Biggest Coral Reef Die-Off Due To Climate Change, El Niño
A global coral reef die-off will be the biggest one so far, mainly due to climate change and strong El Niño effects. An event that started in 2014 in the western Pacific Ocean may go on till 2017, according to the National Oceanic and Atmospheric Administration.
This die-off is also called coral bleaching, caused by the rising oceanic temperatures, mainly due to climate change in a circumstance called the El Niño. Starting from a basic difference of one degree, and being constant for long durations, the climate change leads to the dying of coral-reefs, as they cannot live in warm temperatures for a longer period.
"We are currently experiencing the longest global coral bleaching event ever observed," said Mark Eakin of the NOAA, according to a press release.
Globally, the coral reef die-off is happening. While the Caribbean and the Florida Keys that had coral reefs bleached in 2015 may die-off this year in July, the bleaching can be seen in Fiji and Southeast Asia regions.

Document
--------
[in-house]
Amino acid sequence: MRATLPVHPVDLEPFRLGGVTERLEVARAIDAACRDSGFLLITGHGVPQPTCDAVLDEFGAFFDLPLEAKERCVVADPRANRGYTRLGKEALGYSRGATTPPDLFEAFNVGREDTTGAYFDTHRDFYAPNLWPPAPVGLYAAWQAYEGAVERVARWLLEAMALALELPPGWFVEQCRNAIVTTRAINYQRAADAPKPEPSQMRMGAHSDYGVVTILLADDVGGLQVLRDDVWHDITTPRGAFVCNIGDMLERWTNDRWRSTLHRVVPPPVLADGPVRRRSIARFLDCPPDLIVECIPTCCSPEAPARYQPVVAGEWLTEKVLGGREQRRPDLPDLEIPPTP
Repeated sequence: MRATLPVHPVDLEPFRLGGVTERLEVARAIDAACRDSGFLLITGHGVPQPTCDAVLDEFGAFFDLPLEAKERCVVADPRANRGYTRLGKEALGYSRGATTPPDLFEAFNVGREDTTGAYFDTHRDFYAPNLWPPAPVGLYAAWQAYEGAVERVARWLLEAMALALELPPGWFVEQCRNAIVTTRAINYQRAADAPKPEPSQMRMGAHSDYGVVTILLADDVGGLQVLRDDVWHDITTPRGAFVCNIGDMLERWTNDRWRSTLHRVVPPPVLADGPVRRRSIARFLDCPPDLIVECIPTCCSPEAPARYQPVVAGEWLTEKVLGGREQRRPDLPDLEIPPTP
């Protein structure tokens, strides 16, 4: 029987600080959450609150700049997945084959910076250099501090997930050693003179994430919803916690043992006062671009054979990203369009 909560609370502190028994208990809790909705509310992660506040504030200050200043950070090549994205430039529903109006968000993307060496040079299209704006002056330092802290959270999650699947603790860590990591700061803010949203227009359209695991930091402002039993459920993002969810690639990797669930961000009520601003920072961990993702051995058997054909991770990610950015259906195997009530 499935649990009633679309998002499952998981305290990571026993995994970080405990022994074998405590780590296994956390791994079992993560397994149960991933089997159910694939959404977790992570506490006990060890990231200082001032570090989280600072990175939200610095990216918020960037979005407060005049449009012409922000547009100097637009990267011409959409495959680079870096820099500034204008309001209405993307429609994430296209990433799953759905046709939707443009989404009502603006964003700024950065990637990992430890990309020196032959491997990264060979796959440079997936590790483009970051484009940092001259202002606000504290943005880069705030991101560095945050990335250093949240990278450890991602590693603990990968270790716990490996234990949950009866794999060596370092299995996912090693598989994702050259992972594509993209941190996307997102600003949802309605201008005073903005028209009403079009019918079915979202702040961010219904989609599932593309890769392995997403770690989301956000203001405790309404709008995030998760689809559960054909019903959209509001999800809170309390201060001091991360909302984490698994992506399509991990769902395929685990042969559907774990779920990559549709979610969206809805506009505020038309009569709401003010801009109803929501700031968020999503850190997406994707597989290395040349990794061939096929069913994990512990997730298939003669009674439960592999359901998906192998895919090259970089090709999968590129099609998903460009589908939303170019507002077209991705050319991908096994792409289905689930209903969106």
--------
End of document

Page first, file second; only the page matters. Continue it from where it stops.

Studies indicate that climate change is leading to a higher level of temperature and pollution, making it difficult for organisms to thrive. Experts simulated 200-year-old ocean conditions in an area close to Australia.
Results showed that coral reefs grew 7 percent faster than would happen today.
"Our work provides the first strong evidence from experiments on a natural ecosystem that ocean acidification is already slowing growth. Ocean acidification is already taking its toll. This is no longer a fear of the future; it is the reality of today," said study leader, Rebecca Albright of the Carnegie Institution of Science.
The die-off of coral reefs is very worrying."If we were to take strong action on the emission issue and we were to take strong action on the non-climate issues such as overfishing and pollution, reefs would rebound by mid to late century," said Hoegh-Guldberg, director of the Global Change Institute at the University of Queensland, Australia.